About 20 years ago, the Internet changed everything — including sports betting.
Many sports gamblers might not remember how awful things were before the mid-1990’s. Way back when, we had to rely on local newspapers and network pregame shows for the latest up-to-date news, which had obvious limitations and often contained bogus information.
Today, the Internet is the primary reason why games (especially pro football) are much tougher to beat now than before. Little if any geographical disparity exists between numbers anymore, and if something important develops that could impact the outcome of a game, the sports books are quick to react. Injury reports, weather, team chemistry, trends, power ratings — everything is weighed and factored into the line, including the betting market, which is the ultimate arbitrator.
Sports bettors have also become much wiser to con artists and scams. Sure, the vermin touting their picks are still around. By the plenty. Now, many touts use inflated academic records for credibility, suggesting they’re former accountants or financial analysts. But the dirty tricks that were used decades ago to fleece the most gullible sports bettors no longer work, for the most part. Over the past 35 years, I’ve fallen for some of these scams and will write about the funnier aspects of getting conned in my future writings (I can think of at least four great stories — maybe more). By the way, it’s funny to look back on them now. It wasn’t funny back then when I was getting gutted for thousands of dollars.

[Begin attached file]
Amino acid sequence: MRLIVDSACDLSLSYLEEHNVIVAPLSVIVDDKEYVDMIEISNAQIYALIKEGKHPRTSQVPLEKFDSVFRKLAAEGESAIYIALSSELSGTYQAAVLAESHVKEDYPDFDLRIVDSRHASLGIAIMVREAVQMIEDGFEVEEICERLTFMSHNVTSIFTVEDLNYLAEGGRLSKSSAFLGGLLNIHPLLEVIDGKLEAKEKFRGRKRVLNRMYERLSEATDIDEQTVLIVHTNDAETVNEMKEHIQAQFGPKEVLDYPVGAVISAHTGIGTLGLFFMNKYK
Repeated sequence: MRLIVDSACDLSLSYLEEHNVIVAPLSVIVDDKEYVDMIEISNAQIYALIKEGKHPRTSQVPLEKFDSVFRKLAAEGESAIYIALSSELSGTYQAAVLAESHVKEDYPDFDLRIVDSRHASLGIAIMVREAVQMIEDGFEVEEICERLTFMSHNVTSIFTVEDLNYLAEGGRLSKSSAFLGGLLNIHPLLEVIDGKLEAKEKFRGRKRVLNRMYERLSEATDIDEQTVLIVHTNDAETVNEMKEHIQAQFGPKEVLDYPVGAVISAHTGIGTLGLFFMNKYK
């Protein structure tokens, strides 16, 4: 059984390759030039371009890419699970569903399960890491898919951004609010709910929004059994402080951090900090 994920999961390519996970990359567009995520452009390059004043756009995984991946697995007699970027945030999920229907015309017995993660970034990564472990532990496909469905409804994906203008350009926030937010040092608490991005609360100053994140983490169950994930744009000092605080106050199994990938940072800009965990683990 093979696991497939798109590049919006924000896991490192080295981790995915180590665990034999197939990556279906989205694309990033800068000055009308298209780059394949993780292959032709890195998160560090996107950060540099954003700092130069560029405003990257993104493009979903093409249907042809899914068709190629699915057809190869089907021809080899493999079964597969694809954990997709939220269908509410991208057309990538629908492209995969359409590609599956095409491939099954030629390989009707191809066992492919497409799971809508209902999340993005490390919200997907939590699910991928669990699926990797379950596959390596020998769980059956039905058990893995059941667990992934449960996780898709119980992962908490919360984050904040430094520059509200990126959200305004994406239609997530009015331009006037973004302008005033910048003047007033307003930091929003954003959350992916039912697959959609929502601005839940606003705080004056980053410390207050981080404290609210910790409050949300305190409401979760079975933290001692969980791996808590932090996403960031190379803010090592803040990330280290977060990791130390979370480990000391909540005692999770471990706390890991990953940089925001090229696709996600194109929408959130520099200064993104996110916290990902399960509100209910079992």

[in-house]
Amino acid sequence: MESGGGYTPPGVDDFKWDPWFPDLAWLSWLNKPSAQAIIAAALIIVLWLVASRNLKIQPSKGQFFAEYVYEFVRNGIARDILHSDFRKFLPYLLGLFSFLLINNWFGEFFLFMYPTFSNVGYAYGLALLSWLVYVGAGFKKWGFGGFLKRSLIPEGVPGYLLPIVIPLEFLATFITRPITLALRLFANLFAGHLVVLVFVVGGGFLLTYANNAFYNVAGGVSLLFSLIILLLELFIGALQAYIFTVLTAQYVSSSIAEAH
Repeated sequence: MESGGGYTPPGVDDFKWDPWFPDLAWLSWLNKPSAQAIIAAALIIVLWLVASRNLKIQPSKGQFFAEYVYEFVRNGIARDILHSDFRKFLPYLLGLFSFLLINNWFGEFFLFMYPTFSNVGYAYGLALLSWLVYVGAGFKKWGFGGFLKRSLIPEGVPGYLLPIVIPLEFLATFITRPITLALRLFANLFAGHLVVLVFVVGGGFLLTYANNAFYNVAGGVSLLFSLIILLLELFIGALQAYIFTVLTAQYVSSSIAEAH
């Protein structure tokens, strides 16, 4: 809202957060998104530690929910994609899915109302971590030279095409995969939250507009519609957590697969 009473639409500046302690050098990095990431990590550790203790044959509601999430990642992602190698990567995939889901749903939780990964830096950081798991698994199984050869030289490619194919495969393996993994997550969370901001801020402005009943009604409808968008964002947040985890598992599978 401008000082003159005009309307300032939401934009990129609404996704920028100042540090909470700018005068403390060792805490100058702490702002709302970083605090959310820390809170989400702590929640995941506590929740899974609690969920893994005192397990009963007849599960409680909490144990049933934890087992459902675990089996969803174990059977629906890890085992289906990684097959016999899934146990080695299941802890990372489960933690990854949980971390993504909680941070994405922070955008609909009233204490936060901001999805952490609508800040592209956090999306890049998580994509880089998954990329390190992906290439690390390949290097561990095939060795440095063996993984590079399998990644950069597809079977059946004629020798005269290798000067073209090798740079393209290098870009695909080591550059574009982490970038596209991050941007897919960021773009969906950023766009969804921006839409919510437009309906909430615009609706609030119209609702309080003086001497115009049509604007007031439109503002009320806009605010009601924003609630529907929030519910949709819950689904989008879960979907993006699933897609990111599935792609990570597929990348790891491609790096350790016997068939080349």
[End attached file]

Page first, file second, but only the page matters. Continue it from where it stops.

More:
In the meantime, here’s an absolutely hysterical ten-minute video clip that I found recently on YouTube which typifies the sewer that once was (and to some extent — still is) the darkest depths of “sports handicapping services.” It’s hard to believe these jokers were for real with their outlandish claims of “24 winners in a row,” “92 percent winners,” and “the lock of the century.” I can’t even fathom someone calling the numbers and buying a pick from these guys.
Oh wait. Um, sometime around 1987, I actually did buy one day’s worth of picks from “The Duke.” He’s the curly-haired cretin who is shown screaming his lungs out in this video, “I love this game! I love this game! Call now!” That embarrassing story, and much more — to come.
This lost treasure was broadcast sometime around 1990. Cringe, enjoy, and laugh your ass off.